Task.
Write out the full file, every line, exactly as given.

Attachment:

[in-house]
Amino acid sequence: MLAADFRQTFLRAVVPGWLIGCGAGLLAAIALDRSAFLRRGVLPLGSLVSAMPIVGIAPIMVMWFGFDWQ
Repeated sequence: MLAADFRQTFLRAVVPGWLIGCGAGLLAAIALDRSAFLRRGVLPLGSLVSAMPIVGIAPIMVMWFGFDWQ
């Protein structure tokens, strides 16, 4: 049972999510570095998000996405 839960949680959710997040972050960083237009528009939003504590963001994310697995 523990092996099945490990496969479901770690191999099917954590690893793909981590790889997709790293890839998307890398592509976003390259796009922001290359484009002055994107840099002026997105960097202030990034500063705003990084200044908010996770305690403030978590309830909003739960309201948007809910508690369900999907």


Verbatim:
[in-house]
Amino acid sequence: MLAADFRQTFLRAVVPGWLIGCGAGLLAAIALDRSAFLRRGVLPLGSLVSAMPIVGIAPIMVMWFGFDWQ
Repeated sequence: MLAADFRQTFLRAVVPGWLIGCGAGLLAAIALDRSAFLRRGVLPLGSLVSAMPIVGIAPIMVMWFGFDWQ
């Protein structure tokens, strides 16, 4: 049972999510570095998000996405 839960949680959710997040972050960083237009528009939003504590963001994310697995 523990092996099945490990496969479901770690191999099917954590690893793909981590790889997709790293890839998307890398592509976003390259796009922001290359484009002055994107840099002026997105960097202030990034500063705003990084200044908010996770305690403030978590309830909003739960309201948007809910508690369900999907």